Okay. This one’s been waiting awhile. Consider it a ponder-gift for the weekend.
It’s August. It’s South Dakota. It’s hot. I’m headed back to college, driving the Brown Beater. The Brown Beater is a real piece of crap; it overheats if you idle in one place for too long, it overheats if you drive it too slow (not that that ever comes up for me), it overheats if drive it too fast, it’s ugly as hell, it’s missing the front grill (my fault), and it has no air conditioning.
So this is me: driving down the interstate on the way back to school, maintaining my speed somewhere in the high 70s, both windows rolled down, trying to figure out how and where I’m going get gas (because there’s no way the Beater is going to get me 210 miles on a single tank, but if I stop, I’ll overheat and need a half hour before I can open the radiator cap).
And the highway patrol pulls me over.
Now, let me put this in perspective: we are not talking about the enlightened interstates of the twenty-first century. Yes, even today 78 would be speeding in most states, but it’s not as much speeding as it was at that time, because back then the speed limit on the interstate was 55.
Pretty big ticket.
So the guy pulls me over. He’s probably having a pretty good weekend, because I am in no way the only guy driving back to school. This is all pretty routine for him:
“Do you know how faster you were going? No, more than that. No, higher. No… come on, you’re not even trying.”
He gets my registration (which has my sister’s and dad’s name on it; short-but-uninteresting story) and driver’s license, writes down the plate number, and moseys back to his car.
I don’t know what was said on the radio when he called it back in, but I assume it was pretty routine. In any case, he came back up to the Beater with the ticket half-written, and hands me my DL and registration.
“I need to verify the VIN for the ticket,” he says.
“Whats a VIN?” I reply, sincerely, because at that time in my life, I’m totally that guy.
“It’s a…” he shakes his head. “It’s a number on a plate that identifies your car.”
I don’t point out that that also describes the licence plate, because I can demonstrate learning behavior.
Most of you probably know this, but the VIN number for most cars is located in a spot that’s pretty easy to see (by design) but pretty hard to get to (also by design) — usually under your windshield, way down in the bottom corner on the driver’s side, on a small plate that’s kind of bolted to the dashboard … really, to the part of the car that your dashboard is affixed to.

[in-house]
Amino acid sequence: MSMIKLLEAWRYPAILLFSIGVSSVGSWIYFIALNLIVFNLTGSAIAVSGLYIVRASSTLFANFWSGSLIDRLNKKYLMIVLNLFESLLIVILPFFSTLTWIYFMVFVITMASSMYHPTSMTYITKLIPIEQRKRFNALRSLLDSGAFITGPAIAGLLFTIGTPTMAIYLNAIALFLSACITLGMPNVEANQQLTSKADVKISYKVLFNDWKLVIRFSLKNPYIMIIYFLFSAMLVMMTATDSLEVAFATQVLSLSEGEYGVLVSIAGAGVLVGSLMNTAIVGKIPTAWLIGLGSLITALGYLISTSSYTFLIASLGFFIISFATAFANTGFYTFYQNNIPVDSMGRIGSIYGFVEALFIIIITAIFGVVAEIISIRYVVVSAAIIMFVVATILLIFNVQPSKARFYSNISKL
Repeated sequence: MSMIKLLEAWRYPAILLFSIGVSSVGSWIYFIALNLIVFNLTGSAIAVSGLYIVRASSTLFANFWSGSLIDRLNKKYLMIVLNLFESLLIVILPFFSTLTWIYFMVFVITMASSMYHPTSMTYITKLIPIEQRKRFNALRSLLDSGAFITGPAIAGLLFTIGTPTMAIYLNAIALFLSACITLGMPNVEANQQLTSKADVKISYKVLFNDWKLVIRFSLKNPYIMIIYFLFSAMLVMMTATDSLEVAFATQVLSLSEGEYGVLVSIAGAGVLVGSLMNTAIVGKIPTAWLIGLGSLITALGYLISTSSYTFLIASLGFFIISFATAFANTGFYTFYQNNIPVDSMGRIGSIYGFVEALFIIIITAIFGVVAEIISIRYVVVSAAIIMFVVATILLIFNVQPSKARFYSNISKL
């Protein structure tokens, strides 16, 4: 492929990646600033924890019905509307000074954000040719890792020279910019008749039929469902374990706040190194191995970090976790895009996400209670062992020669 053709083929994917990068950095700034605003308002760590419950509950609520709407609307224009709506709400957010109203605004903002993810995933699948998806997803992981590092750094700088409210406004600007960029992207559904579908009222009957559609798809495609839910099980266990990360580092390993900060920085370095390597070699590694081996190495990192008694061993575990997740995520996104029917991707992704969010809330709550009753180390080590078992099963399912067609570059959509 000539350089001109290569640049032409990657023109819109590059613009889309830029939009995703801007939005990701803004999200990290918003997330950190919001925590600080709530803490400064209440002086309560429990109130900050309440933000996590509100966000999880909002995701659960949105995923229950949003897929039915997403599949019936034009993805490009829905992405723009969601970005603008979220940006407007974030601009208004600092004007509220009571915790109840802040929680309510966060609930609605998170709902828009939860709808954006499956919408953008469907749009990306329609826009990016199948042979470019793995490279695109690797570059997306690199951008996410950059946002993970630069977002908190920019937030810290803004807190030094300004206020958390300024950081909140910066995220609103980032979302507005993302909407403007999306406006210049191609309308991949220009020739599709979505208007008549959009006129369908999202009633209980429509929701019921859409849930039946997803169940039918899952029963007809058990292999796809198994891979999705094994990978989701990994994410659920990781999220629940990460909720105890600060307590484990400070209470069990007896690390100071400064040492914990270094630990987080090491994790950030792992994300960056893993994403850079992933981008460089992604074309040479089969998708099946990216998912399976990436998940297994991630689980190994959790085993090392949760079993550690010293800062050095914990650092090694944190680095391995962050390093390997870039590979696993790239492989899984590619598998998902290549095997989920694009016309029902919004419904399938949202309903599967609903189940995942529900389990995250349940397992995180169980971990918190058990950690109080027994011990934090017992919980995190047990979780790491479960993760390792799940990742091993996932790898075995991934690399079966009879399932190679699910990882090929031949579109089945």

The guy steps around to look at the VIN.
He can’t see it.
Now, the Brown Beater was so-called because it was brown, not because it was dirty; the reason he couldn’t see the number wasn’t a filthy windshield, it was because something was in the way.
Or, as he put it, “there is a piece of paper obscuring the VIN.” I thought it sounded a lot more ominous when he said it that way.
What had happened was that I’d put something up on the dash — probably months before — and it had slid down into that tiny little slot of space between the windshield and the dash, right over top of the VIN plate. This wouldn’t normally be a problem, except it was something like a business card. It was small.
It was im-fucking-possible to remove.
You’d have thought the guy had found Jimmy Hoffa in my trunk. Calls to dispatch were made to request advice. He inquired as to the availability of backup. He came back and tried to get that damned piece of paper out no less than three times, between these calls.
In his mind, that piece of paper was Hiding Something. See, the VIN was written down already. It was on the vehicle registration — he didn’t need to record it; he just wanted to make sure the two numbers matched.
But a VIN he couldn’t see? An obscured VIN? Suddenly all kinds of scenarios presented themselves. He reconsidered the condition of the vehicle. The fact that my name wasn’t on the registration. He even came back and asked me where my first name was “from” at one point. I heard him ask a couple times to verify that the car matched no stolen vehicle reports from ANY state, and “are you sure?”